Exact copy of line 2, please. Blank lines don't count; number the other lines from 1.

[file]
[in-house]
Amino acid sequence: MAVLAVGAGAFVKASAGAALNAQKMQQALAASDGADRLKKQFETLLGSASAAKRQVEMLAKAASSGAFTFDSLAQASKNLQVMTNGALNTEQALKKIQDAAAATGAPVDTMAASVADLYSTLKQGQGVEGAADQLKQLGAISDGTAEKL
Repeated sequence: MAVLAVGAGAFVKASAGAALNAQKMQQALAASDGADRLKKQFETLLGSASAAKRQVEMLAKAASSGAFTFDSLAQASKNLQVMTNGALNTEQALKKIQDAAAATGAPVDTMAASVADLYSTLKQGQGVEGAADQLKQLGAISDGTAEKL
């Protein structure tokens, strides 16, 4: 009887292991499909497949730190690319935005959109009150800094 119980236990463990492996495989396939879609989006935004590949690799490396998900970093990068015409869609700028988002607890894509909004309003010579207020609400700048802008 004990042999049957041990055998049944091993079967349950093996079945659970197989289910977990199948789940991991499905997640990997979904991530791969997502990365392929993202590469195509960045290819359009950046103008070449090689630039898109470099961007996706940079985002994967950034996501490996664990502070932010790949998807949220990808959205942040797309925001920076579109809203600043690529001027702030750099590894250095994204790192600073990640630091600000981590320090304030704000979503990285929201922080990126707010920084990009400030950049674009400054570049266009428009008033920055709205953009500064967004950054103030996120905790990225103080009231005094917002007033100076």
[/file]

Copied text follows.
Amino acid sequence: MAVLAVGAGAFVKASAGAALNAQKMQQALAASDGADRLKKQFETLLGSASAAKRQVEMLAKAASSGAFTFDSLAQASKNLQVMTNGALNTEQALKKIQDAAAATGAPVDTMAASVADLYSTLKQGQGVEGAADQLKQLGAISDGTAEKL